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1966 Robert Day Creekmore 36

Listed

Seller's Description

Mandarin, in our family for 30 yrs, beautifully maintained. A real classic sailing yacht and head turner. Built by Robert Day, Middleton RI. Numerous updates, refrig/freezer, bronze self tailing winches, numerous sails, barrier coat bottom, custom mahogany interior. Documented.

Age and health regretfully forces sale

Equipment: GPS, 4 anchors various types, sizes,. 3 spinnakers, pole. Cruising ginneker. 4 headsails, 2 mains, storm sails. Gas cooking, grill. Pressure water. 3 dinghys/6hp outboard. Bronze self tailing winches.(5) refrigeration. Bimini, dodger, full sun cover. Oil heater/fireplace. Barometer/clock/radios/pfds(8)/

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Specs

Designer
Raymond Creekmore
Builder
various
Associations
?
# Built
?
Hull
Monohull
Keel
Stub + Centerboard
Rudder
?
Construction
FG

Dimensions

Length Overall
35 11 / 11 m
Waterline Length
29 11 / 9.1 m
Beam
10 11 / 3.4 m
Draft
4 0 / 1.2 m 4 5 / 1.4 m
Displacement
14,000 lb / 6,350 kg
Ballast
5,000 lb / 2,268 kg (Lead)

Rig and Sails

Type
Sloop
Reported Sail Area
?
Total Sail Area
?
Mainsail
Sail Area
?
P
?
E
?
Air Draft
?
Foresail
Sail Area
?
I
?
J
?
Forestay Length
?

Auxilary Power

Make
?
Model
?
HP
?
Fuel Type
?
Fuel Capacity
?
Engine Hours
?

Accomodations

Water Capacity
?
Holding Tank Capacity
?
Headroom
?
Cabins
1

Calculations

Hull Speed
8.3 kn
Classic: 7.34 kn

Hull Speed

The theoretical maximum speed that a displacement hull can move efficiently through the water is determined by it's waterline length and displacement. It may be unable to reach this speed if the boat is underpowered or heavily loaded, though it may exceed this speed given enough power. Read more.

Formula

Classic hull speed formula:

Hull Speed = 1.34 x √LWL

A more accurate formula devised by Dave Gerr in The Propeller Handbook replaces the Speed/Length ratio constant of 1.34 with a calculation based on the Displacement/Length ratio.

Max Speed/Length ratio = 8.26 ÷ Displacement/Length ratio.311
Hull Speed = Max Speed/Length ratio x √LWL

8.32 knots
Classic formula: 7.34 knots
Sail Area/Displacement
?

Sail Area / Displacement Ratio

A measure of the power of the sails relative to the weight of the boat. The higher the number, the higher the performance, but the harder the boat will be to handle. This ratio is a "non-dimensional" value that facilitates comparisons between boats of different types and sizes. Read more.

Formula

SA/D = SA ÷ (D ÷ 64)2/3

  • SA: Sail area in square feet, derived by adding the mainsail area to 100% of the foretriangle area (the lateral area above the deck between the mast and the forestay).
  • D: Displacement in pounds.
?
<16: under powered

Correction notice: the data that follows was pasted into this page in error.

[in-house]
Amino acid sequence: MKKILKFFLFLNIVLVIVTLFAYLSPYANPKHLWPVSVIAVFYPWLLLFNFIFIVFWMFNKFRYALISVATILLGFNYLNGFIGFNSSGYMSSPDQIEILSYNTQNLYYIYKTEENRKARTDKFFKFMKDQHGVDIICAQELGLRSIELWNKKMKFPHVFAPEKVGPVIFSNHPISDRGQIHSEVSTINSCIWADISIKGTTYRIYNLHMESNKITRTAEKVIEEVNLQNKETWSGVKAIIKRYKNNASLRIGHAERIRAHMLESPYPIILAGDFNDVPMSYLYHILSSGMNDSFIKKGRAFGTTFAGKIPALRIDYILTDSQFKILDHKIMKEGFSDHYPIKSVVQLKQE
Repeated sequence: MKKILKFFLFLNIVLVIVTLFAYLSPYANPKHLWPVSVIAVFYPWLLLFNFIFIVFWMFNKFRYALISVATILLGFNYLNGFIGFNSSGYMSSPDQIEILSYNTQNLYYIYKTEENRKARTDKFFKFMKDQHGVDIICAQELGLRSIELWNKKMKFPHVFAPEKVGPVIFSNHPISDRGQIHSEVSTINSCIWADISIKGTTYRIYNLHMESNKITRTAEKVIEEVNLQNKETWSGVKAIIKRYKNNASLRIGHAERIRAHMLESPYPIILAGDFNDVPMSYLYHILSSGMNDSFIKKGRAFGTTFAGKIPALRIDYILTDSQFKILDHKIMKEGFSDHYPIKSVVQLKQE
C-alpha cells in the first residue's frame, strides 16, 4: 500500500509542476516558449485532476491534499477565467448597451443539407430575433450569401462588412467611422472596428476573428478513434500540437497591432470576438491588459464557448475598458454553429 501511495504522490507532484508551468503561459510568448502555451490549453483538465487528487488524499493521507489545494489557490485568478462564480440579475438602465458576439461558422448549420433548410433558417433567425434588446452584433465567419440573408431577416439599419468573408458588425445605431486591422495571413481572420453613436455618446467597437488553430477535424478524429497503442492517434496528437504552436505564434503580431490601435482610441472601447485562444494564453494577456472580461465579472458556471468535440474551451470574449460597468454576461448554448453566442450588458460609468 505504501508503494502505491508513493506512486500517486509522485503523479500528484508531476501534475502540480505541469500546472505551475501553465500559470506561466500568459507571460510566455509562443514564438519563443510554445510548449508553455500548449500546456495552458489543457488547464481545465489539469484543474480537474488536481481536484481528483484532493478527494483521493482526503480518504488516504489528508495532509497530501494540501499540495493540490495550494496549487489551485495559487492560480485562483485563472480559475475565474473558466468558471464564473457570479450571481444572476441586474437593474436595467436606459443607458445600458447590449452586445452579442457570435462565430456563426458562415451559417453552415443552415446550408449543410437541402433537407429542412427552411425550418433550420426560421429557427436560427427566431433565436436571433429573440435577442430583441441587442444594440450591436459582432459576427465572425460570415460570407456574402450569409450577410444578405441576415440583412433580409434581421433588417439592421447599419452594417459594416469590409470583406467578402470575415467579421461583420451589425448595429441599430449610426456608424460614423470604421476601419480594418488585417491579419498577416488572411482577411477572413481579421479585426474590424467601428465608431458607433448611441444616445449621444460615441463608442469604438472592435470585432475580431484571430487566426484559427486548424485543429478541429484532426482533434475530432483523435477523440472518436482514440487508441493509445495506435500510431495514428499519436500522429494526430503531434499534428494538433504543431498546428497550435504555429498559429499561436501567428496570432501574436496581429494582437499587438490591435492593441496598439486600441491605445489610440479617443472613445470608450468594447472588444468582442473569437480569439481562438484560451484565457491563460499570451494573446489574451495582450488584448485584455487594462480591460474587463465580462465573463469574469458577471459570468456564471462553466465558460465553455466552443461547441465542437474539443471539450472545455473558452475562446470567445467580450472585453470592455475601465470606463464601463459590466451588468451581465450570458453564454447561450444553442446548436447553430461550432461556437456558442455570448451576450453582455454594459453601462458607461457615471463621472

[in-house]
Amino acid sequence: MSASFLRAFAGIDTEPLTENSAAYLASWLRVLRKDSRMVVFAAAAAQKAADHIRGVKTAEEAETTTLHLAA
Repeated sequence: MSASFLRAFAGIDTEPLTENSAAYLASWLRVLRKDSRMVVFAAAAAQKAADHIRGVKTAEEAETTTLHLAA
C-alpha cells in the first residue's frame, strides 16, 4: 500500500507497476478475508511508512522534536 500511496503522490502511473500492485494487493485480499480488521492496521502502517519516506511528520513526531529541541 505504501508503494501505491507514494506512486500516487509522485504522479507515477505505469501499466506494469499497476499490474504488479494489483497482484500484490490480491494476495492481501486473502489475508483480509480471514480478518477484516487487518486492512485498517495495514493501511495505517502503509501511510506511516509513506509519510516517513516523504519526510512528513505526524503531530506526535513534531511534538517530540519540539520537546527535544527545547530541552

16-20: good performance
>20: high performance
Ballast/Displacement
35.7
<40: less stiff, less powerful

Ballast / Displacement Ratio

A measure of the stability of a boat's hull that suggests how well a monohull will stand up to its sails. The ballast displacement ratio indicates how much of the weight of a boat is placed for maximum stability against capsizing and is an indicator of stiffness and resistance to capsize.

Formula

Ballast / Displacement * 100

35.72
<40: less stiff, less powerful
>40: stiffer, more powerful
Displacement/Length
231.8
200-275: moderate

Displacement / Length Ratio

A measure of the weight of the boat relative to it's length at the waterline. The higher a boat’s D/L ratio, the more easily it will carry a load and the more comfortable its motion will be. The lower a boat's ratio is, the less power it takes to drive the boat to its nominal hull speed or beyond. Read more.

Formula

D/L = (D ÷ 2240) ÷ (0.01 x LWL)³

  • D: Displacement of the boat in pounds.
  • LWL: Waterline length in feet
231.77
<100: ultralight
100-200: light
200-300: moderate
300-400: heavy
>400: very heavy
Comfort Ratio
32.9
30-40: moderate bluewater cruising boat

Comfort Ratio

This ratio assess how quickly and abruptly a boat’s hull reacts to waves in a significant seaway, these being the elements of a boat’s motion most likely to cause seasickness. Read more.

Formula

Comfort ratio = D ÷ (.65 x (.7 LWL + .3 LOA) x Beam1.33)

  • D: Displacement of the boat in pounds
  • LWL: Waterline length in feet
  • LOA: Length overall in feet
  • Beam: Width of boat at the widest point in feet
32.87
<20: lightweight racing boat
20-30: coastal cruiser
30-40: moderate bluewater cruising boat
40-50: heavy bluewater boat
>50: extremely heavy bluewater boat
Capsize Screening
1.6
<2.0: better suited for ocean passages

Capsize Screening Formula

This formula attempts to indicate whether a given boat might be too wide and light to readily right itself after being overturned in extreme conditions. Read more.

Formula

CSV = Beam ÷ ³√(D / 64)

  • Beam: Width of boat at the widest point in feet
  • D: Displacement of the boat in pounds
1.61
<2: better suited for ocean passages
>2: better suited for coastal cruising

Notes

The name CREEKMORE 36 loosely describes a small number of hulls, reportedly laid up on a male mold by Ray Creekmore. Some versions had a shallow draft fixed keel. Dimensions are approximate. Also called the CREEKMORE 37 or 38. Probably less than 10 built. Needless to say, dimensions shown here are less than precise.

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